The history of New South Wales since Colonisation is relatively recent, and a great many records survive from even the earliest days of the Colony.

The first white colonists to arrive were convicts and their keepers, beginning with the First Fleet in 1788 with 759 male and female convicts under Governor Phillip.

Convict records were kept from the beginning as part of the administration of the new colony, especially when it became necessary to distinguish between convict and free persons with the arrival of free immigrants and the completion of sentences of convicts.

Immigration of free persons became necessary to make the new colony viable. Records are scant in the early period of the Colony before 1828 and become increasingly detailed as the Government got involved in luring new colonists through various bounty schemes.

Land and property was a big issue from the earliest days of free settlement – it was the prospect of good farming and grazing land that brought so many out here. Land grant registers were kept from 1792 onwards and although the rules changed frequently the hunger for land did not.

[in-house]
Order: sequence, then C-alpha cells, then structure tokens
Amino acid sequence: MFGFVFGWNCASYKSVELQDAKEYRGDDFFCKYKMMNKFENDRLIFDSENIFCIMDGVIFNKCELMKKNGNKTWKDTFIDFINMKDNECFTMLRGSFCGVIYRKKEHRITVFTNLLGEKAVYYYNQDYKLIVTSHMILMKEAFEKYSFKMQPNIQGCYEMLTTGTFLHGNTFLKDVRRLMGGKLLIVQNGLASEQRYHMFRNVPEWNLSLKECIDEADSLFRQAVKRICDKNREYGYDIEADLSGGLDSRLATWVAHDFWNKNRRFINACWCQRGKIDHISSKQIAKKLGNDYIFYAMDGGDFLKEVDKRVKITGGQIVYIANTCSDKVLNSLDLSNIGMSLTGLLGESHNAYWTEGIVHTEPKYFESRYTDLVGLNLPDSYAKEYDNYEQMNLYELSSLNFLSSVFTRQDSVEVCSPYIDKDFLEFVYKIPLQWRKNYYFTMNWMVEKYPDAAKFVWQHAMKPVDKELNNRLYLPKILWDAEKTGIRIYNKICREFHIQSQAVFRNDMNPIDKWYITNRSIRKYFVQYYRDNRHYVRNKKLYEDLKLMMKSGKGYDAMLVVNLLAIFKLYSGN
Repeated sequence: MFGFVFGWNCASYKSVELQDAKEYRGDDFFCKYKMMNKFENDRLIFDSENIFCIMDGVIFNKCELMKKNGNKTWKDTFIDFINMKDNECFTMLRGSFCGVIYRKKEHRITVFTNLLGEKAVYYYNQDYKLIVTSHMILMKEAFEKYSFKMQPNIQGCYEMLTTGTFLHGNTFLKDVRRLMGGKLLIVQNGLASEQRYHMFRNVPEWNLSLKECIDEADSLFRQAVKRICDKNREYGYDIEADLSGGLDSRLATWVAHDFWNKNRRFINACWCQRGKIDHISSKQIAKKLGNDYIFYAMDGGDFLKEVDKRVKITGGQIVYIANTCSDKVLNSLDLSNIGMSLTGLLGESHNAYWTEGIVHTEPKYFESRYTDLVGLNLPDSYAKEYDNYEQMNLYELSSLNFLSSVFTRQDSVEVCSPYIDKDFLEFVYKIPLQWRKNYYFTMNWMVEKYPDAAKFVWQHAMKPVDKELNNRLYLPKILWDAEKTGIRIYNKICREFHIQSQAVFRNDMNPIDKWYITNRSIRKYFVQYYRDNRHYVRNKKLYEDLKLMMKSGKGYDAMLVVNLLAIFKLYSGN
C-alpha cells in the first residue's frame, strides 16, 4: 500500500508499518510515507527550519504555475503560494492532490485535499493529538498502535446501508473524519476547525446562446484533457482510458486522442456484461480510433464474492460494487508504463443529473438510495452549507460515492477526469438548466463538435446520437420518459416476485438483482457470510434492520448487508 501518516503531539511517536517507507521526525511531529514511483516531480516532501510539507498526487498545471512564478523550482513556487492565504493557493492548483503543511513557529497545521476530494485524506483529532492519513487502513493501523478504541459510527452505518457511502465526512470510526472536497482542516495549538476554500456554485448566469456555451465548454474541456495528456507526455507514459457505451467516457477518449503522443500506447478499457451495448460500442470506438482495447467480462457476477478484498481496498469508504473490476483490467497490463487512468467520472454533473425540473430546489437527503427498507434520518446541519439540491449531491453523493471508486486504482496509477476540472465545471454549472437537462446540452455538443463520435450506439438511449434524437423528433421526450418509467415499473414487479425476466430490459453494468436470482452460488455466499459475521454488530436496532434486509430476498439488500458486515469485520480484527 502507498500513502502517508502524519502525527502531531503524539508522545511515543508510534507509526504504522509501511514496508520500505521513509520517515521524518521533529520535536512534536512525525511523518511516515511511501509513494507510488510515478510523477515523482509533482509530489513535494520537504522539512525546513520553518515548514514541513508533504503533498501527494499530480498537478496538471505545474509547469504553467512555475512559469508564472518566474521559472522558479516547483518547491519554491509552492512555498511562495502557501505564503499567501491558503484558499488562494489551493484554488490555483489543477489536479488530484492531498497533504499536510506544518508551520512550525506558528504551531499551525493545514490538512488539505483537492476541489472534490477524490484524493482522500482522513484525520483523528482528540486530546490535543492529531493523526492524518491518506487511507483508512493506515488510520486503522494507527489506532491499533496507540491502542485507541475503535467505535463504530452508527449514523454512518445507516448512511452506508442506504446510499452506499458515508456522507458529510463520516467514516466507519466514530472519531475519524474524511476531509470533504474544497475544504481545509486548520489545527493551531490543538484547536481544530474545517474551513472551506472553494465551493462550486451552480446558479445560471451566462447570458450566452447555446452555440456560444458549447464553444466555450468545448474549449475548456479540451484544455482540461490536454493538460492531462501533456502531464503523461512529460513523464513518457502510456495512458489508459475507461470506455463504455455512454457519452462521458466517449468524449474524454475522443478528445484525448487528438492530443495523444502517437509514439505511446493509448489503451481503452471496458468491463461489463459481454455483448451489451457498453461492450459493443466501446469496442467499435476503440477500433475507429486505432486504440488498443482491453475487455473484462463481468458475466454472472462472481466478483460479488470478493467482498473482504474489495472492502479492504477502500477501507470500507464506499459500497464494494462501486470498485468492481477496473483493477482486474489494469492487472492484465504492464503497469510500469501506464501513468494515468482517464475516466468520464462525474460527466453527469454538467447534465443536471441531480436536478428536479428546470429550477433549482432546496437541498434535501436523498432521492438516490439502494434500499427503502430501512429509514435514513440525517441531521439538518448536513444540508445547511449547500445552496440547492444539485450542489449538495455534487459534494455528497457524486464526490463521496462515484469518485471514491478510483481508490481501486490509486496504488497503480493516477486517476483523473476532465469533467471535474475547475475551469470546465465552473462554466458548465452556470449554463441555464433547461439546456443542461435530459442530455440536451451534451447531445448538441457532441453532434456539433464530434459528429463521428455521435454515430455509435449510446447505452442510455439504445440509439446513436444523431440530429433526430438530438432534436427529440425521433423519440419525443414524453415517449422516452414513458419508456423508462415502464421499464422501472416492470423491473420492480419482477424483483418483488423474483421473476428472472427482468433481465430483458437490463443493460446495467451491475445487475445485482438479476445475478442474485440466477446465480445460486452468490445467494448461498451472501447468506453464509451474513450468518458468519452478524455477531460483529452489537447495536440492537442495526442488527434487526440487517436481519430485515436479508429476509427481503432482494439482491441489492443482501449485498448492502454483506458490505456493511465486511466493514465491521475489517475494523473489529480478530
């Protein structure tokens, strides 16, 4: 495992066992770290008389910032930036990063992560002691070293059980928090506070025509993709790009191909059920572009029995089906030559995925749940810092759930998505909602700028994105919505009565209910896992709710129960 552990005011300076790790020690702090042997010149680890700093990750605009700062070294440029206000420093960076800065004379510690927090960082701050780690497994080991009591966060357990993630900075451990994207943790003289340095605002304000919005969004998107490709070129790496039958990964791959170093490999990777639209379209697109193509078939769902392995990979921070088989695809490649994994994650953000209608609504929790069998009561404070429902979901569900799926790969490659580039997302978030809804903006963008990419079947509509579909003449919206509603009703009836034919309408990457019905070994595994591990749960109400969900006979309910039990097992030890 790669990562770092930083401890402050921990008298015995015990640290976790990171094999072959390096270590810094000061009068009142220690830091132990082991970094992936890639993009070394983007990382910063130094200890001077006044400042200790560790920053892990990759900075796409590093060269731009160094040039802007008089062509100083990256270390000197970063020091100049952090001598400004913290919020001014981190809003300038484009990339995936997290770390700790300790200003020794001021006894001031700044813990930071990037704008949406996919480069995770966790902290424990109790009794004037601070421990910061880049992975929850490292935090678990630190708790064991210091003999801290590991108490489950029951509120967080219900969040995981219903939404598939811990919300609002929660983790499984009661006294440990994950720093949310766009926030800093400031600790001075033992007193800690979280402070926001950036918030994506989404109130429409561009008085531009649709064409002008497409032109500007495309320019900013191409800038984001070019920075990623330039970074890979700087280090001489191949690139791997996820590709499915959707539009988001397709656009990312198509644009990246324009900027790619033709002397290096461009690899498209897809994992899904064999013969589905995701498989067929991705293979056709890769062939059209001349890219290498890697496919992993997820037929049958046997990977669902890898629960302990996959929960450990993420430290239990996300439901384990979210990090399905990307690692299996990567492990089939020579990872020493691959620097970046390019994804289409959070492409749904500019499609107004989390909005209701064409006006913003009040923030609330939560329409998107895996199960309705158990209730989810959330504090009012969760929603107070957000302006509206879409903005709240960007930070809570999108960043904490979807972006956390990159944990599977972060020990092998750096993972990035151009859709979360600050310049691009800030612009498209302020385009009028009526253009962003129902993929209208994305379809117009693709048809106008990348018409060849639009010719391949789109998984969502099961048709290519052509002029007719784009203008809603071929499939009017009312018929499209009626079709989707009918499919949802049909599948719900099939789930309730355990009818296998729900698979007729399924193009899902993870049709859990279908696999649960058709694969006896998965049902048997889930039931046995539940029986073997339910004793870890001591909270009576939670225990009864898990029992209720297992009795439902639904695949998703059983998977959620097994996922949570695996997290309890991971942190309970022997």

The right to vote was initially tied to land ownership or occupation, and electoral rolls are available from 1842. With Federation electors were required to vote in State and Federal elections.

Death duty has been payable on a consistent basis since 1880, following the English model. A system was devised where probate could not be granted until the death duty was paid or exemption given.

Many other types of records were kept and are available for family history researchers. Please enquire if you do not see what you need here or in the menu at left.